TORONTO, March 7, 2011 ( – A Toronto-based research team has discovered “worrying” genetic flaws in artificially constructed “pluripotent” stem cells. Dr. Andras Nagy of the Samuel Lunenfeld Research Institute of Mount Sinai Hospital, with Dr. Timo Otonkoski from the Biomedicum Stem Cell Center at the University of Helsinki, have identified genetic abnormalities associated with reprogramming adult cells to become induced pluripotent stem (iPS) cells.

In 2007, when Dr. Shinya Yamanaka of Kyoto University announced that he had discovered how to make embryonic-like stem cells from ordinary adult, or “somatic” human skin cells, the media as well as much of the scientific world hailed it as the discovery that would solve the ethical crisis surrounding stem cell research. But since then, first ethicists, and later other stem cell researchers have warned that there are ongoing problems with the new iPS cells that may strictly limit their usefulness.

The authors of the new research, published this week in the journal Nature, found that the DNA of the cells were shown to be rearranged and to have “copy number variations,” which means that the number of chromosomes in a region of the genome is either reduced or increased.

“The mechanisms underlying the low efficiency of reprogramming somatic cells into induced pluripotent stem (iPS) cells are poorly understood,” write the authors.

The study showed that “significantly more [copy number variations] are present in early-passage human iPS cells than intermediate passage human iPS cells, fibroblasts or human ES cells.”

A complete analysis of the genome should be included in quality control of iPS cells to avoid potential problems, the research team said. “There is a clear need to study whether the reprogramming process itself compromises genomic integrity and, through this, the efficiency of iPS cell establishment.”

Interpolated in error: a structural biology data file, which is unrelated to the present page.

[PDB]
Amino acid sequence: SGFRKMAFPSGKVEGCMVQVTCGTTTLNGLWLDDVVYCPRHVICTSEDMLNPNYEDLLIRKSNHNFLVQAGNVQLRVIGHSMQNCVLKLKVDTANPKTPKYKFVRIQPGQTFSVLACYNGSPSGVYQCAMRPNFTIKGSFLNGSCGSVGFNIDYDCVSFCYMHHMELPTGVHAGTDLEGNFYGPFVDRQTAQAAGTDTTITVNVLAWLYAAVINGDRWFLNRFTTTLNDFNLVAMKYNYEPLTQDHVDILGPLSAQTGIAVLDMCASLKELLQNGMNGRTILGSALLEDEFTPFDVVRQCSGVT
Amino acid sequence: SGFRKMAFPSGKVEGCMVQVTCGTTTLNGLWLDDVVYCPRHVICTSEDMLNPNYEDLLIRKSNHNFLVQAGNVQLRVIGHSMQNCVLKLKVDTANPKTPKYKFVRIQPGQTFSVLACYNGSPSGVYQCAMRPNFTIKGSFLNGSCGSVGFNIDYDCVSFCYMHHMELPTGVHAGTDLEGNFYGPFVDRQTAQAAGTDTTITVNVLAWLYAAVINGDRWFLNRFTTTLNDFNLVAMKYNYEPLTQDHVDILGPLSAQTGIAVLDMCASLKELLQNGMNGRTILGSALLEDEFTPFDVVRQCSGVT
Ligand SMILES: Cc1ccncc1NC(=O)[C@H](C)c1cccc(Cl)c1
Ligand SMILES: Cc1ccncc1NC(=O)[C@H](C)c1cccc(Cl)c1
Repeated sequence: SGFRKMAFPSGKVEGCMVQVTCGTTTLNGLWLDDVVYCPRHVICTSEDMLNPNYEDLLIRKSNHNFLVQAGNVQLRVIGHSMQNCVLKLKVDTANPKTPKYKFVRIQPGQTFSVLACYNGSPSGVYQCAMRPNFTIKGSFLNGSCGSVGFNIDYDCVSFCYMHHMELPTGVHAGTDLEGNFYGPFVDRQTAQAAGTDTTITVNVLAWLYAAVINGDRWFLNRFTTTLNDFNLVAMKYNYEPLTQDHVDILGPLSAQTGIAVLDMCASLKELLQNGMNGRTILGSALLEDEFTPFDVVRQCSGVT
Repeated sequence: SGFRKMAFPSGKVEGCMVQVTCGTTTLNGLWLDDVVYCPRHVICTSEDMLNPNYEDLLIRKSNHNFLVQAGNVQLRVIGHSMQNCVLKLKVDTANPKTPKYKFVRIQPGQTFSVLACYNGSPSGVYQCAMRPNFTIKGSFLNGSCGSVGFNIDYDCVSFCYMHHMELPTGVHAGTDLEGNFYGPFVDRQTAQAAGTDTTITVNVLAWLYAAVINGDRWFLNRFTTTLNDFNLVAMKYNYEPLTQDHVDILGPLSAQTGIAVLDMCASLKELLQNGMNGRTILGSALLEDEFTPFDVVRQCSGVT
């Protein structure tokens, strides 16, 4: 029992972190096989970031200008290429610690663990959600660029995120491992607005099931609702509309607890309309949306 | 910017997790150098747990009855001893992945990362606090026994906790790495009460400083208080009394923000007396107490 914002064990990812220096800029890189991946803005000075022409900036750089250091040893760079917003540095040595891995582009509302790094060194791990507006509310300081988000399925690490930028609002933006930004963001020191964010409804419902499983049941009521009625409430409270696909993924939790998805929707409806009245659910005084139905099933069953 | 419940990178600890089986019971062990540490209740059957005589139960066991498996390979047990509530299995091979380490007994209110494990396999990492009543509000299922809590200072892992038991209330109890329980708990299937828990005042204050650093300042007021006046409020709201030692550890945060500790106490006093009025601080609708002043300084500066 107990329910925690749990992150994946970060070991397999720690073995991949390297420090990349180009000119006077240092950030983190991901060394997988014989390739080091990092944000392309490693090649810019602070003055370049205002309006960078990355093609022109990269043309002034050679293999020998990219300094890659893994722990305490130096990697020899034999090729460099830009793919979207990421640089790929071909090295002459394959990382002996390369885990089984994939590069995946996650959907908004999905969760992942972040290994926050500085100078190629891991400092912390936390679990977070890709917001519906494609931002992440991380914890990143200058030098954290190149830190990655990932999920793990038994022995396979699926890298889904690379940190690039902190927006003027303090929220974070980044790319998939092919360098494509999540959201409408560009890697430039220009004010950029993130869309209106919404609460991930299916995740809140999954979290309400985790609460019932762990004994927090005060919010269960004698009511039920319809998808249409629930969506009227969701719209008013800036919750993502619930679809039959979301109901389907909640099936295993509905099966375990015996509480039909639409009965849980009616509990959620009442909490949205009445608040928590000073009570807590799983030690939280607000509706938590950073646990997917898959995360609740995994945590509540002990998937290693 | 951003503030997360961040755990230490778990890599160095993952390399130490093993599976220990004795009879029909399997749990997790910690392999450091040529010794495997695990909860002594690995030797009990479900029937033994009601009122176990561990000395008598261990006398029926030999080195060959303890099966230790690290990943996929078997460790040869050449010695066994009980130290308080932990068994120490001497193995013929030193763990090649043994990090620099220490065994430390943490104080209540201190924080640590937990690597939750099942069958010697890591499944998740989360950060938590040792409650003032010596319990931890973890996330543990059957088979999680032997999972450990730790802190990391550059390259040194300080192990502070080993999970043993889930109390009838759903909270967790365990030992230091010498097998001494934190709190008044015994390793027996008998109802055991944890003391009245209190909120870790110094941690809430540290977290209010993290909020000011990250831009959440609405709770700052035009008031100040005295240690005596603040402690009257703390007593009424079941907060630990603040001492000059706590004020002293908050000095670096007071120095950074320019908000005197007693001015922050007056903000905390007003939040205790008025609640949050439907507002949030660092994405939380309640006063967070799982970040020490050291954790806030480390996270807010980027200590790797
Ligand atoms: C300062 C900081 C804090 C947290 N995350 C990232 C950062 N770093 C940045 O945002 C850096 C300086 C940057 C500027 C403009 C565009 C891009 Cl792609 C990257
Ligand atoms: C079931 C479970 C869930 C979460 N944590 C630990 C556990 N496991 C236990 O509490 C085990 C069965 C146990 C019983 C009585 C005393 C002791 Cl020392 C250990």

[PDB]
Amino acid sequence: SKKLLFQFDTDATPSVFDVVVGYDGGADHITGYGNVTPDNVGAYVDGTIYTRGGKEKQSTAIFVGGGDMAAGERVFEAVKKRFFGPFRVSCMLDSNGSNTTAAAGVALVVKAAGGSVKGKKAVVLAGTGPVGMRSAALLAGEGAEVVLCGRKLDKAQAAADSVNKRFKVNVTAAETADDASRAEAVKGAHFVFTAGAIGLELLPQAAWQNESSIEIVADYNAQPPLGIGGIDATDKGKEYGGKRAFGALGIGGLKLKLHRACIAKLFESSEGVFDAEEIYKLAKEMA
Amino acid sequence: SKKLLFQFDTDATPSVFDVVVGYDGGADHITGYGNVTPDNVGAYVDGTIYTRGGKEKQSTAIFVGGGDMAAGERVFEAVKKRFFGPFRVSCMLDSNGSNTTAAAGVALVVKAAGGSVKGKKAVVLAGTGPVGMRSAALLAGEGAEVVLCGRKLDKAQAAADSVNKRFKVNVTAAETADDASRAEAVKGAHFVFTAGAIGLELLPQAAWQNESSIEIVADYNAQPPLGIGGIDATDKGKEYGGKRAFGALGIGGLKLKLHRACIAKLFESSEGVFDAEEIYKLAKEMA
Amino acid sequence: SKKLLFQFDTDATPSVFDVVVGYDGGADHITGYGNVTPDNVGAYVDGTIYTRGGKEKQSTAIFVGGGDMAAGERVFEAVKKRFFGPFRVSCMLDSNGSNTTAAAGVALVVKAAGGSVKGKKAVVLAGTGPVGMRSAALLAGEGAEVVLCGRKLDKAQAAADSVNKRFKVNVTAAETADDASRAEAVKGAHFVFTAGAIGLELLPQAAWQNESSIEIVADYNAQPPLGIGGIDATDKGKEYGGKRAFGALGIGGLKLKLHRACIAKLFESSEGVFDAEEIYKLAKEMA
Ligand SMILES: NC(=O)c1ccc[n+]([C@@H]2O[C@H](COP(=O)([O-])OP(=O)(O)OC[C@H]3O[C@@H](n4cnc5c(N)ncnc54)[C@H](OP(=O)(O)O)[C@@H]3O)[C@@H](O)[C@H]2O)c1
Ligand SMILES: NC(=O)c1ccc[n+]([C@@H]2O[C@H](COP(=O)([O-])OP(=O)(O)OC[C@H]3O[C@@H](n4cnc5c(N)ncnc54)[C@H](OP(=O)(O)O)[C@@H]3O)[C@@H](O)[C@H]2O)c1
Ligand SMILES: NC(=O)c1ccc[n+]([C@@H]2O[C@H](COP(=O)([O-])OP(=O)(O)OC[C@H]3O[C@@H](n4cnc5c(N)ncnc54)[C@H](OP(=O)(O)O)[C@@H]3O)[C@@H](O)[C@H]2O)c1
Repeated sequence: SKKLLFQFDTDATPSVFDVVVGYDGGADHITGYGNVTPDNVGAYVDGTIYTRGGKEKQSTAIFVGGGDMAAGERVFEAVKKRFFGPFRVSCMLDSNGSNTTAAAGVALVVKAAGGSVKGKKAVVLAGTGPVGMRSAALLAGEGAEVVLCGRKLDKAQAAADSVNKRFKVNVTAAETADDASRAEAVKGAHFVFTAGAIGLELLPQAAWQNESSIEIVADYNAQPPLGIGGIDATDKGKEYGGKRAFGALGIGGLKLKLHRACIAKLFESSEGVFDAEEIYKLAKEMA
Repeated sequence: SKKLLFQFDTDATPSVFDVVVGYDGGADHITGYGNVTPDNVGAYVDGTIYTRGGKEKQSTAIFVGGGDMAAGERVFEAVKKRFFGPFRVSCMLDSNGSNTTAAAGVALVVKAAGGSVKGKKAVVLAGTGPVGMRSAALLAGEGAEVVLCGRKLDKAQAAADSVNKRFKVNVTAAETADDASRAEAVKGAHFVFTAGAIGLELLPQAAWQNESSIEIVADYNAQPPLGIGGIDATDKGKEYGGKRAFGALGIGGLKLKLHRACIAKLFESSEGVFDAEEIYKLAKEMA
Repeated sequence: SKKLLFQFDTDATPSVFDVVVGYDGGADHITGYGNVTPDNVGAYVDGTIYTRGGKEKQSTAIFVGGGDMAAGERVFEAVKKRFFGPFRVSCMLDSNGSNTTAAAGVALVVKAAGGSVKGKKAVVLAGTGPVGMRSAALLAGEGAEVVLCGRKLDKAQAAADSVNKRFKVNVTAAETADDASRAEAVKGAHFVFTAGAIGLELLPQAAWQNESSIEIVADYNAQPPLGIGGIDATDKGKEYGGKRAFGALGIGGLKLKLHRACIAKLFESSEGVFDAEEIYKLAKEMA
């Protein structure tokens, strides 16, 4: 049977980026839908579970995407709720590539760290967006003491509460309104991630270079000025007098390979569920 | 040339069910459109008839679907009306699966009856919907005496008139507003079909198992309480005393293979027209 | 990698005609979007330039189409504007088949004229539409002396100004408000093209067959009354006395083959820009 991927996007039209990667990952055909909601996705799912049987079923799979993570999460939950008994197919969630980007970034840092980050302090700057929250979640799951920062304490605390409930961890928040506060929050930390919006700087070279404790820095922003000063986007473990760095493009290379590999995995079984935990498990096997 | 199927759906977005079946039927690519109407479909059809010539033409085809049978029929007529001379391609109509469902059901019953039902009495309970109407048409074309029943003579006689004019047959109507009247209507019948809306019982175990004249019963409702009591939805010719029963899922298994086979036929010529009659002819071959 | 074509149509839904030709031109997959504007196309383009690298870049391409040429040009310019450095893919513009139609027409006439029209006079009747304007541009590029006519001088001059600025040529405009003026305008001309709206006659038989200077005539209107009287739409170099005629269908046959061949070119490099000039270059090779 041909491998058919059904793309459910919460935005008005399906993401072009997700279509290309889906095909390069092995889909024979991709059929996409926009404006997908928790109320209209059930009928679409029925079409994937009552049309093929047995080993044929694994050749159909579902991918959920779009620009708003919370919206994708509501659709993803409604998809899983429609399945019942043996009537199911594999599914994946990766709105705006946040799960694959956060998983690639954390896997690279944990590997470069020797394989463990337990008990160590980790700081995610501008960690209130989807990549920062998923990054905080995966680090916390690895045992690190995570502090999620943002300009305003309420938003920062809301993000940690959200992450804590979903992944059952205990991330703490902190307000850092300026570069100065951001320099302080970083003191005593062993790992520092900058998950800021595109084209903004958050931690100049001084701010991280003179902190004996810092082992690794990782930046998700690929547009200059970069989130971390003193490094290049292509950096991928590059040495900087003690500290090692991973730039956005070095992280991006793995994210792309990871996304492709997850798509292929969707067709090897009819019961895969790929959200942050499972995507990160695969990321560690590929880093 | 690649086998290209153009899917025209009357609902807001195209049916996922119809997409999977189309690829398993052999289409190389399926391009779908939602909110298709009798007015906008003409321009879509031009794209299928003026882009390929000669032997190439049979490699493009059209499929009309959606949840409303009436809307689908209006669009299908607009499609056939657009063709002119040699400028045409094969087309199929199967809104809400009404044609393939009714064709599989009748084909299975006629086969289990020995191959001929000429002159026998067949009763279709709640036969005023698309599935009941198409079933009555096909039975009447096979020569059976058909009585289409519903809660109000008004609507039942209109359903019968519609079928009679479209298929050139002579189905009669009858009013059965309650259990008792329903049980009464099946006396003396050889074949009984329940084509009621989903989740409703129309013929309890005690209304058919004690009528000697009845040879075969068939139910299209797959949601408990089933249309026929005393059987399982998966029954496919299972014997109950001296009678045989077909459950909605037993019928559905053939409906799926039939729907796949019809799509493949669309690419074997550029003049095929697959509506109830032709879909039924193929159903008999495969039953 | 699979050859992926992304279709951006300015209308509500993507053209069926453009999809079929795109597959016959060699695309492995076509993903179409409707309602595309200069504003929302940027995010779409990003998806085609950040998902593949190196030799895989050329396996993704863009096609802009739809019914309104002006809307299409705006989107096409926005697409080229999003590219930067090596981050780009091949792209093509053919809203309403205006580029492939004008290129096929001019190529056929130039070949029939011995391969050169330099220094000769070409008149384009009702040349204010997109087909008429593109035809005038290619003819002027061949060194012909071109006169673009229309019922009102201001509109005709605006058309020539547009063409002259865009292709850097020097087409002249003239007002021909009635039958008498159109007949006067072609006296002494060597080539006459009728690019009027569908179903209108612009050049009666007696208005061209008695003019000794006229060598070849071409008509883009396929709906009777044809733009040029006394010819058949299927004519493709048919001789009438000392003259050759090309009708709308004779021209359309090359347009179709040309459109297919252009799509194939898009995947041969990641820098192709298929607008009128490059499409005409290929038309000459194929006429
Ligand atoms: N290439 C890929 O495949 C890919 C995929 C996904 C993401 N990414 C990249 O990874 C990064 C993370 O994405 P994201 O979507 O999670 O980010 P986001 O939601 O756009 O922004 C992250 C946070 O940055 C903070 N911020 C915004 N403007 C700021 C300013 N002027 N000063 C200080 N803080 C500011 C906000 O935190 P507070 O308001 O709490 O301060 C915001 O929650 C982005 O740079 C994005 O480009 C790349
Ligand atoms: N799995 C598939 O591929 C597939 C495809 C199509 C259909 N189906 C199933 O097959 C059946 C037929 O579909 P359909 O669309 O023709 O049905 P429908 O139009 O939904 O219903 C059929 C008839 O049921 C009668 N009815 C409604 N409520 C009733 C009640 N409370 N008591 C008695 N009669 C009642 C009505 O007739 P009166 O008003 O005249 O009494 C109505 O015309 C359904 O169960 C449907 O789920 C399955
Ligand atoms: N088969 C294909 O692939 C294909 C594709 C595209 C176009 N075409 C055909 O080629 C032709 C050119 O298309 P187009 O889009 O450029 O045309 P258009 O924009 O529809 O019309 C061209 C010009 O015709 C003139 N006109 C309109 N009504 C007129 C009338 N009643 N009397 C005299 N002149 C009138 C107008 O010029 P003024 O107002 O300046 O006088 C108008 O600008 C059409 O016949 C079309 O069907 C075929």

“Our analysis shows that these genetic changes are a result of the reprogramming process itself, which raises the concern that the resultant cell lines are mutant or defective,” said Dr. Nagy.

In January it was reported that another team of researchers had discovered potentially serious genetic abnormalities in iPS cells.

The team, led by stem cell scientists at the University of California, San Diego School of Medicine and The Scripps Research Institute, found that the same genetic abnormalities that occur in human embryonic stem cell lines are found in induced pluripotent stem cell (IPSC) lines.

“Since genetic aberrations are often associated with cancers, it is vital that cell lines destined for clinical use are free from cancer-associated genomic alterations,” said senior author Jeanne F. Loring, PhD, professor and Director of the Center for Regenerative Medicine at The Scripps Research Institute.

Stem cell researchers continue to work to find a method to create cells that will be either “pluripotent,” able to be changed into many of the body’s tissue types, or “totipotent.” Totipotent cells are those that can either be turned into any cell type in the body, or develop into a separate organism.

While embryonic stem cells, those taken from an early-stage human embryo, can be changed into a variety of different tissue types, they present a number of medical drawbacks – in addition to the major ethical issues – for treatment of patients, including immune system rejection. At the same time, “adult” or somatic stem cells have been highly successful in experimental treatments of a wide variety of illnesses and injuries, including Parkinson’s disease and spinal cord injuries.


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